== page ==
2. Air out your lungs and mind: Before starting work on your project, sit quietly and take a few deep breaths to aerate your body and mind.  You might want to try Eric Maisel’s “ten zen second” practice which combines a deep breath (five seconds on the inhalation and five seconds on the exhalation) combined with a positive affirmation, or “incantation”.  You might also want to try using an essential oil such as peppermint, rosemary, bergamot, black pepper or basil that helps to cultivate mental focus. You can use the oil in a diffuser, put a drop or two on a cotton ball or Kleenex.  (Safety note: Never apply undiluted essential oils directly on your skin and do not use these oils internally.)
  3. From fire to focus: Some people like to burn a candle while they are working on a creative project.  The act of lighting and then gazing at a candle for a few minutes serves as a ritual to help some people shift into a focused frame of mind. Alternatively, you can imagine feeding any doubts or unhelpful thoughts or feelings into a fire.  Rather than letting doubts smother your energetic fires, transform unhelpful thoughts into fuel that keeps you positively fired up and focused on your project.
  4. You can bring the cleansing power of water to the rescue in several ways.  The simplest way is to remember to drink plenty of water.  If you are dehydrated, you will feel mentally fatigued and unable to concentrate on your work. If you’re not a big fan of water, consider taking a refreshing cup of peppermint tea (or another choice of herbal tea that will refresh you) into your sacred creative space with you.  Taking a walk by a stream or the ocean, or even sitting near a fountain, are also helpful strategies for relaxing and shifting your emotional state. Imagine that the water is washing away all of your unhelpful feelings or thoughts so you can return to your project feeling mentally clear and refreshed.
  5. Getting down to Earth: If you’re feeling a bit spacey or unsettled, take a few minutes to settle into your body and really connect with the earth’s energy before you actually start working on your project.  Imagine that you are a sturdy tree with long, strong roots deeply embedded in and connected to the earth, and draw on that energy to keep you grounded in the present moment.  Thank the earth for supporting you and contributing to a rock solid ability to concentrate on your work.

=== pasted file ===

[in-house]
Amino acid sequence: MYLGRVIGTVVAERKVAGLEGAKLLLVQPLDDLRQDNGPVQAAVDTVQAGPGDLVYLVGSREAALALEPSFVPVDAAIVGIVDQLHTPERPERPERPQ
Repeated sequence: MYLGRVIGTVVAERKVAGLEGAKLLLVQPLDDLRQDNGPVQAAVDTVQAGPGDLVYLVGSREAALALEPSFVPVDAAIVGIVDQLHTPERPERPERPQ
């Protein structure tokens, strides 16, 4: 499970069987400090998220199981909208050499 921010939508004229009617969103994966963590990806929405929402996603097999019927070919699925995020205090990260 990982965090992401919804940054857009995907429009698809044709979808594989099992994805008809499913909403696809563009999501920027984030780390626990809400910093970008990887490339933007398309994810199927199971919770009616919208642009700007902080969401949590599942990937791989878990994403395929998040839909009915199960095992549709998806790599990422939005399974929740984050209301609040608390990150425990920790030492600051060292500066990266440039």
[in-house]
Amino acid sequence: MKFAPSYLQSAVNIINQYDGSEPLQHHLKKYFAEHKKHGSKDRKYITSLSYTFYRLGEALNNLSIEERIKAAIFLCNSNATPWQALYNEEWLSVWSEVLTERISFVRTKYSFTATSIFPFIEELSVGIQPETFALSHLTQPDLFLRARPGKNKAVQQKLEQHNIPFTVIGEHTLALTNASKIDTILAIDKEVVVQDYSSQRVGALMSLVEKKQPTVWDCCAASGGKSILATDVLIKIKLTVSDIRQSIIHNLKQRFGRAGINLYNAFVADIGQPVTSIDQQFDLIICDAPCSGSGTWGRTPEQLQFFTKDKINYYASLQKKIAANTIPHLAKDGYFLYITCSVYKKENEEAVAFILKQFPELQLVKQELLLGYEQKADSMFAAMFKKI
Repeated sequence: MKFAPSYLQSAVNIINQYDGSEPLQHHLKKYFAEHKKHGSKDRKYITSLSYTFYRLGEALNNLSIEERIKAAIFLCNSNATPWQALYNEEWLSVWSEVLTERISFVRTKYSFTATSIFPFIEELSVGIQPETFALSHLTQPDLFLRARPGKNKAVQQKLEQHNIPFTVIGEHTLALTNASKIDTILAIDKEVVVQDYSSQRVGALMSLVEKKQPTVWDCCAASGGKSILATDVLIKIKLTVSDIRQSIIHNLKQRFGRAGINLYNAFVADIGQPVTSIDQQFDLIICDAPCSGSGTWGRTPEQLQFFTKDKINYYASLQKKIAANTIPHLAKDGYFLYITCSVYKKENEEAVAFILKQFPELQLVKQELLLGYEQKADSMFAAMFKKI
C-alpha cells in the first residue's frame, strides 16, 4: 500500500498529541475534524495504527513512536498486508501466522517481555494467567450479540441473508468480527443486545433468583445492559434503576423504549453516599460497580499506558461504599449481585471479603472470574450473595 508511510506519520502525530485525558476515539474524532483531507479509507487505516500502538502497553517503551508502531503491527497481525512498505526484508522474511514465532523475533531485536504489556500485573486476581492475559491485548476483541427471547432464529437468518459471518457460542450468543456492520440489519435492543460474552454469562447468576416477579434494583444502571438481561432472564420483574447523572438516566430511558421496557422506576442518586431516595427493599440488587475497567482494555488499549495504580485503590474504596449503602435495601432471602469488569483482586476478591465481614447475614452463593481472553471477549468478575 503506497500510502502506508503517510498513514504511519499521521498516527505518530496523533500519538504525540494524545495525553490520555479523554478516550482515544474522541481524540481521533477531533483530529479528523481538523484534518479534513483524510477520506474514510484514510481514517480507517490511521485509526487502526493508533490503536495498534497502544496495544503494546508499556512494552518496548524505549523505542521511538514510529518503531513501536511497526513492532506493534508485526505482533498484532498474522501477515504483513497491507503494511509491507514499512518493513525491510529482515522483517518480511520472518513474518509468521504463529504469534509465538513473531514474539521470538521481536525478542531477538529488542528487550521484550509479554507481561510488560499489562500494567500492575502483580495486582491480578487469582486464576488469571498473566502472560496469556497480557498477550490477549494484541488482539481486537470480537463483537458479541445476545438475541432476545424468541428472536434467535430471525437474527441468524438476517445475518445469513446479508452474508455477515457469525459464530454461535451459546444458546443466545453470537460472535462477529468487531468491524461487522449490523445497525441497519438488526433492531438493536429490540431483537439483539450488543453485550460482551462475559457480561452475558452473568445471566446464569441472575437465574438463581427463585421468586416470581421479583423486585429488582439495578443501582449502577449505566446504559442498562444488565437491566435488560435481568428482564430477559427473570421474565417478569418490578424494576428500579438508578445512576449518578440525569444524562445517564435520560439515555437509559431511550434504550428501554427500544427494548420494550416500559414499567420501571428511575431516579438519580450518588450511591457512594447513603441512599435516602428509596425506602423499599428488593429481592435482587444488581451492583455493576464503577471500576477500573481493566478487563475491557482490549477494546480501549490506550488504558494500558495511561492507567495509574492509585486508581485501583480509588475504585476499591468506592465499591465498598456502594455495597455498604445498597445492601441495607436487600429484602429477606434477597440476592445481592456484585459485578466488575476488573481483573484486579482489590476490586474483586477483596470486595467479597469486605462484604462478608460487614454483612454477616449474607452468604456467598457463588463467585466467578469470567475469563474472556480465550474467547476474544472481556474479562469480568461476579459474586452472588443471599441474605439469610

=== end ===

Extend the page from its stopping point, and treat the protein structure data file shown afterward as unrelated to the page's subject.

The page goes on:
Have fun with these ideas and let me know how they worked for you.  If you come up with other ideas, please do share them with us.

Sue Chambers writes about social justice issues, the environment, and the writing process at her blog, Sage Wit.  If you enjoyed this article you may also like to subscribe to her blog or connect with her through Linked In.

2 thoughts on “Restoring Your Lost Powers of Concentration: An Elemental Approach”

  1. This is a beautiful article. While I am daily engaged in the creative processes of healing work and writing, and while I teach writing as well, I learned quite a bit from your journey through the elements. I’m teaching a writing class right now and will share this link.

    When I lived in Chicago, about two miles from Lake Michigan, I would go sit by the lake when I got stuck on a writing project. Now I know why.

  2. Hi Pam,

    Thanks for the feedback. I’m glad you enjoyed the article. As I mentioned, this was a “teach what I need to learn” post. On further reflection, it would be more accurate to say that the opportunity to write this guest post was a reminder to practice what I already know, and keep tuning into that inner wisdom. Thanks for choosing to share the link with your writing students. I hope they find it inspiring and/or useful.